Kopitkov, Dmitry, Indelman, Vadim

Fast covariance calculation is required both for SLAM (e.g.~in order to solve data association) and for evaluating the information-theoretic term for different candidate actions in belief space planning (BSP). In this paper we make two primary contributions. First, we develop a novel general-purpose incremental covariance update technique, which efficiently recovers specific covariance entries after any change in the inference problem, such as introduction of new observations/variables or re-linearization of the state vector. Our approach is shown to recover them faster than other state-of-the-art methods. Second, we present a computationally efficient approach for BSP in high-dimensional state spaces, leveraging our incremental covariance update method. State of the art BSP approaches perform belief propagation for each candidate action and then evaluate an objective function that typically includes an information-theoretic term, such as entropy or information gain. Yet, candidate actions often have similar parts (e.g. common trajectory parts), which are however evaluated separately for each candidate. Moreover, calculating the information-theoretic term involves a costly determinant computation of the entire information (covariance) matrix which is O(n^3) with n being dimension of the state or costly Schur complement operations if only marginal posterior covariance of certain variables is of interest. Our approach, rAMDL-Tree, extends our previous BSP method rAMDL, by exploiting incremental covariance calculation and performing calculation re-use between common parts of non-myopic candidate actions, such that these parts are evaluated only once, in contrast to existing approaches.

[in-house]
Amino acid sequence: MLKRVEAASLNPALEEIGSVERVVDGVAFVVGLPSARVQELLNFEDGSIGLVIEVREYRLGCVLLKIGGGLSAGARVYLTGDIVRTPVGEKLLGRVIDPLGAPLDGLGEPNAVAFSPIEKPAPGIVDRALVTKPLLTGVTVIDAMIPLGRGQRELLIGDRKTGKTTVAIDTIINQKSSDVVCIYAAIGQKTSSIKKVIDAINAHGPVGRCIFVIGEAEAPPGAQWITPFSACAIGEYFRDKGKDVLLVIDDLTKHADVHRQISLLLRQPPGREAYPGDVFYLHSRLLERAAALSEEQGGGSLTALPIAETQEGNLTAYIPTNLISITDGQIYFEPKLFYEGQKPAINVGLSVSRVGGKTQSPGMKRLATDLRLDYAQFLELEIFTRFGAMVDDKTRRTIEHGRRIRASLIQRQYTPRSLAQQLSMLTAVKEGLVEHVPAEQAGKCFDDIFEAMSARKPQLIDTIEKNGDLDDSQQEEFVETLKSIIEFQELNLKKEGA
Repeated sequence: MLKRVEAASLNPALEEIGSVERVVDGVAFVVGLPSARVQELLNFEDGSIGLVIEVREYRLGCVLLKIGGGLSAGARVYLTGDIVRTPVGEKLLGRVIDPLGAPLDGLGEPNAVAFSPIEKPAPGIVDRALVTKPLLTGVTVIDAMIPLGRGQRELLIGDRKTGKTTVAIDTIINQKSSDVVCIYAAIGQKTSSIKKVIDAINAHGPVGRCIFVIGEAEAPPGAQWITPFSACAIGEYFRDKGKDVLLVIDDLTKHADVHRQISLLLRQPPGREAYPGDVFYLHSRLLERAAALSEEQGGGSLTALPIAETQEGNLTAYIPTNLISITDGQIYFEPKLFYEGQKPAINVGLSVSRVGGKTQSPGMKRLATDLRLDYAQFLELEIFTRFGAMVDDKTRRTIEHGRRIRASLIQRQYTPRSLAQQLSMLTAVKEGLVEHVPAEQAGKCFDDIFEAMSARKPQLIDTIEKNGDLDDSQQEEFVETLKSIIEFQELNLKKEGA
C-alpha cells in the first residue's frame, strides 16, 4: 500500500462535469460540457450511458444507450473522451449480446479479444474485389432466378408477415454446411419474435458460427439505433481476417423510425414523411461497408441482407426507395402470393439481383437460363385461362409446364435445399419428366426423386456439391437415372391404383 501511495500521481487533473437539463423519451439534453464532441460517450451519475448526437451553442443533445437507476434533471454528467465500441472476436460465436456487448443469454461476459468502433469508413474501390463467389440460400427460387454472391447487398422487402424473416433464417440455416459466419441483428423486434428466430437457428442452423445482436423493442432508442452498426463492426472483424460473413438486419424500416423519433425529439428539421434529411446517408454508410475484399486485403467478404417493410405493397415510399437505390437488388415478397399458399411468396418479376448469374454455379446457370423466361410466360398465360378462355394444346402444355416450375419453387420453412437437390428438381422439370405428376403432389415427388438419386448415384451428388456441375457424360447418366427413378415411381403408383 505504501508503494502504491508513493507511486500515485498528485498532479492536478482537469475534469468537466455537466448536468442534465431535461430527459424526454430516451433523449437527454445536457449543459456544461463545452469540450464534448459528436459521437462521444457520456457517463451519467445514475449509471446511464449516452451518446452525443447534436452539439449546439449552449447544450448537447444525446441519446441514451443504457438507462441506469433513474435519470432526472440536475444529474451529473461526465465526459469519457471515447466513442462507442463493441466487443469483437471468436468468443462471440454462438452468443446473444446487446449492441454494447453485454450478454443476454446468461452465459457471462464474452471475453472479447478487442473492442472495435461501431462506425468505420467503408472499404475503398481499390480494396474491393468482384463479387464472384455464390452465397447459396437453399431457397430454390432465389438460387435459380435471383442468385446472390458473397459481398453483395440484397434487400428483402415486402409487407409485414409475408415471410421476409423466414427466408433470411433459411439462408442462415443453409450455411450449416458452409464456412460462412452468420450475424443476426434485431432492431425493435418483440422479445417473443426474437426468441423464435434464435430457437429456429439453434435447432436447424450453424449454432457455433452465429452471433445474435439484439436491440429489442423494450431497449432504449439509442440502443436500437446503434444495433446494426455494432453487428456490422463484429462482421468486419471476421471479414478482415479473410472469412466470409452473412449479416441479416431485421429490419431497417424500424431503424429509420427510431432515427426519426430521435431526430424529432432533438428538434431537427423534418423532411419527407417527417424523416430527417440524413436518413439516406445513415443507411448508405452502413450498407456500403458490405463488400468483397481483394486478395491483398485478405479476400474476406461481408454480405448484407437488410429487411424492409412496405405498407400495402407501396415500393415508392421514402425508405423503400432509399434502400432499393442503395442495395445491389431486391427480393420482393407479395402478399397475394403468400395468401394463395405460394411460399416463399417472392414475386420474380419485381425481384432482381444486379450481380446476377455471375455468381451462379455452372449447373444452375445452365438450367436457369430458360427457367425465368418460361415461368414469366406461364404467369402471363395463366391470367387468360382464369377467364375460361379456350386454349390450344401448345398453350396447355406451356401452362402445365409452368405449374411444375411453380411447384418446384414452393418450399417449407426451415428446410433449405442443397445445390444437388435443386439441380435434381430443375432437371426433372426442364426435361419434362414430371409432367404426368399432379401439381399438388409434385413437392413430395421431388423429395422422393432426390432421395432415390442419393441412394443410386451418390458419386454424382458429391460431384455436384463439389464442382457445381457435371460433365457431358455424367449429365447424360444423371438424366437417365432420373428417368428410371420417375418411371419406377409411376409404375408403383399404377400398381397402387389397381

Farhi, Elad I., Indelman, Vadim